Health Humanitarian News

Cholera outbreak: Without urgent humanitarian aid, it’s a disaster waiting to happen


Healthcare workers have warned the government and humanitarian agencies that without urgent aid, many internally displaced people – particularly children and infants – in Dalori Camp 2 could die if there is an outbreak of cholera during this rainy season.

The camp, which is in Kofi village in the Konduga Local Government Area of Borno State, does not have enough clean drinking water and there are too few sanitation facilities, which forces some residents to defecate in the open. The residents also lack food, clean drinking water, as well as adequate healthcare and other social services.

The situation has become even more precarious because the state government banned local and international non-governmental organisations (NGOs), as well as humanitarian and other aid agencies, from supporting IDP camp residents.

But the major issue for healthcare workers now, during the rainy season, is the lack of hygiene, which could result in residents drinking or coming into contact with contaminated water and putting them at a greater risk of falling ill from cholera and other waterborne diseases.

They said that if there was an outbreak of cholera, it would be very difficult to control or handle because of the lack of healthcare facilities in the protective camp.

Some IDPs in the camp told RNI that life there had never been easy, but it had become much harder since the humanitarian support had stopped.

Zara Ali said: “I’m a displaced person, originally from the Bama Local Government Area. I went to live in the Kofa camp with my husband but, unfortunately, he passed away some years ago. I was left alone to raise my children. Sometimes I find some work as a domestic helper, cleaning and washing dishes and clothes in people’s homes so that I can feed my children.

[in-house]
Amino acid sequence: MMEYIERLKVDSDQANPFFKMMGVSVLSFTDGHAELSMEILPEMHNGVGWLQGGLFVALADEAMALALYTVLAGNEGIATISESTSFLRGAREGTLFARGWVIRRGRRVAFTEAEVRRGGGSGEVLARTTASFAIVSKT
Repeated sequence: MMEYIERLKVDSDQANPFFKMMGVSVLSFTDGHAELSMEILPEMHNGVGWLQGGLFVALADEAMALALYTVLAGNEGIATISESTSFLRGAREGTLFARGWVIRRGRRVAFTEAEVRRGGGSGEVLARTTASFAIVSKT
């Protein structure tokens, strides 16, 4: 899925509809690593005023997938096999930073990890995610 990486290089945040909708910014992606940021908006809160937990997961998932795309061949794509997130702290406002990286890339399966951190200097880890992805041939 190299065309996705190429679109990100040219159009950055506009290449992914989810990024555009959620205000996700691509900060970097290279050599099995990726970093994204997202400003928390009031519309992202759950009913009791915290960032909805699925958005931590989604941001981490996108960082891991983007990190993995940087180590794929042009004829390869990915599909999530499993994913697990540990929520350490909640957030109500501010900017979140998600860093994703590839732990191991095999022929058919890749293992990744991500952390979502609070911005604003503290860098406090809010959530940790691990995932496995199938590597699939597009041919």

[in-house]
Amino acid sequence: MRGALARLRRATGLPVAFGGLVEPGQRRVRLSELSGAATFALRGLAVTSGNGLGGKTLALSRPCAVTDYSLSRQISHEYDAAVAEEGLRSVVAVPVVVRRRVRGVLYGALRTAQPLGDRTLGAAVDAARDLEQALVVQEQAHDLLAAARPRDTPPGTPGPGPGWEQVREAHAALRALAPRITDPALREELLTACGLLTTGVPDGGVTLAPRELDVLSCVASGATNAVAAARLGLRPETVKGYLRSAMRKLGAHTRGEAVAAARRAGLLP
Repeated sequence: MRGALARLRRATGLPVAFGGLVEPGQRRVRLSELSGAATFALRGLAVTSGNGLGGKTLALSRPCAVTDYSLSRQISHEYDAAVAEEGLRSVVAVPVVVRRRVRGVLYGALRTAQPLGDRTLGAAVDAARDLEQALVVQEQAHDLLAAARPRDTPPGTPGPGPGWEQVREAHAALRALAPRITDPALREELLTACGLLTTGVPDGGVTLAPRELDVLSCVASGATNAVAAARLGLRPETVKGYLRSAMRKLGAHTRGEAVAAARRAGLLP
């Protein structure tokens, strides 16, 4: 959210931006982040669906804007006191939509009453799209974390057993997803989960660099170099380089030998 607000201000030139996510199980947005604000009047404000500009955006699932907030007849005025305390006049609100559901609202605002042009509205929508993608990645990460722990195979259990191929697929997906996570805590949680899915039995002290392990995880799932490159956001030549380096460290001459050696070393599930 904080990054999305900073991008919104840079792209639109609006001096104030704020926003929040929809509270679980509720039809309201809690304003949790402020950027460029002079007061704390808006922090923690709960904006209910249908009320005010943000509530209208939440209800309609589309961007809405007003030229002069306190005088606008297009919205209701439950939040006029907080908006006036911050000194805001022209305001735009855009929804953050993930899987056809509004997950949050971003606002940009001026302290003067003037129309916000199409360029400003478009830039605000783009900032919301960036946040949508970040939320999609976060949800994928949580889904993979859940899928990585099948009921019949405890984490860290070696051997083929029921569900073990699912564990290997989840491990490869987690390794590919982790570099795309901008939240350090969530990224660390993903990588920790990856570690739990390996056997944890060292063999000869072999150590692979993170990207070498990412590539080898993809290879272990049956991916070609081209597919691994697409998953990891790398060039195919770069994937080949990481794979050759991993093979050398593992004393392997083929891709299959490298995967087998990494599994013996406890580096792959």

“I am at the camp’s only clinic because my little baby has been very sick for almost six months now. But, in the past five days, her health has deteriorated. She is always vomiting and she cannot eat.

“The doctors told me that I’m lacking blood and milk in my breasts and that my baby is suffering from malnutrition and hunger. They gave me some tips on what I should eat and feed my little baby, who needs nutritious food and drinking clean water otherwise she could die. This is shocking. Right now I don’t know where to get normal food to eat, let alone the nutritious food I should be eating so that I can feed my baby healthy milk. I can’t even afford to buy the drugs that the doctors prescribed for me,” said Ali.

She said she was pleading with the government to allow humanitarian organisations and aid agencies to support people in IDP camps again. “Without their help, especially providing food and healthcare facilities, we cannot live a healthy life with our children.”

Abba Bukar Buraburaye said he had been living in Dalori IDP Camp 2 for almost six years. “We are suffering from hunger and various kinds of illnesses and there are not enough medicines, such as drugs, or healthcare equipment available in the clinic in the camp. So, if our children get a serious sickness or illness, such as cholera, malaria and typhoid, among other preventable deadly diseases, we cannot get the appropriate medical attention. That’s why sometimes we have to spend the little money we have to take our children to a clinic or hospital in the city to be treated properly. If you don’t have money to go to another hospital, then you could lose your beloved children.”